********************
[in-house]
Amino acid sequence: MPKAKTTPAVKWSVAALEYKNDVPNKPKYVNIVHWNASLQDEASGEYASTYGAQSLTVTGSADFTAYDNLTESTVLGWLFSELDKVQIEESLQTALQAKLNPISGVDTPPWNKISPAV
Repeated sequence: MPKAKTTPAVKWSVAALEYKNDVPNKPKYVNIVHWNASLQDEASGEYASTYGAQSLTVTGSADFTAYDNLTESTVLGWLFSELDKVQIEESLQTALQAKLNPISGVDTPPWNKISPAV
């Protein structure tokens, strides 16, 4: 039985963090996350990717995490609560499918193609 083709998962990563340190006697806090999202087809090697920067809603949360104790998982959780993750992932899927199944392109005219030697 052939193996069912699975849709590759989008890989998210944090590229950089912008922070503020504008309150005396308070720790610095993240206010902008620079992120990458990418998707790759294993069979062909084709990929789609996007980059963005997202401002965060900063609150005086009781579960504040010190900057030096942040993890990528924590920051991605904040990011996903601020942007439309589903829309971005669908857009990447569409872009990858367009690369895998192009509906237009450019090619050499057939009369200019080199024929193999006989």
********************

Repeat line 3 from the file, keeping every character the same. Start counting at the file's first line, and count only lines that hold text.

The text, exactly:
Repeated sequence: MPKAKTTPAVKWSVAALEYKNDVPNKPKYVNIVHWNASLQDEASGEYASTYGAQSLTVTGSADFTAYDNLTESTVLGWLFSELDKVQIEESLQTALQAKLNPISGVDTPPWNKISPAV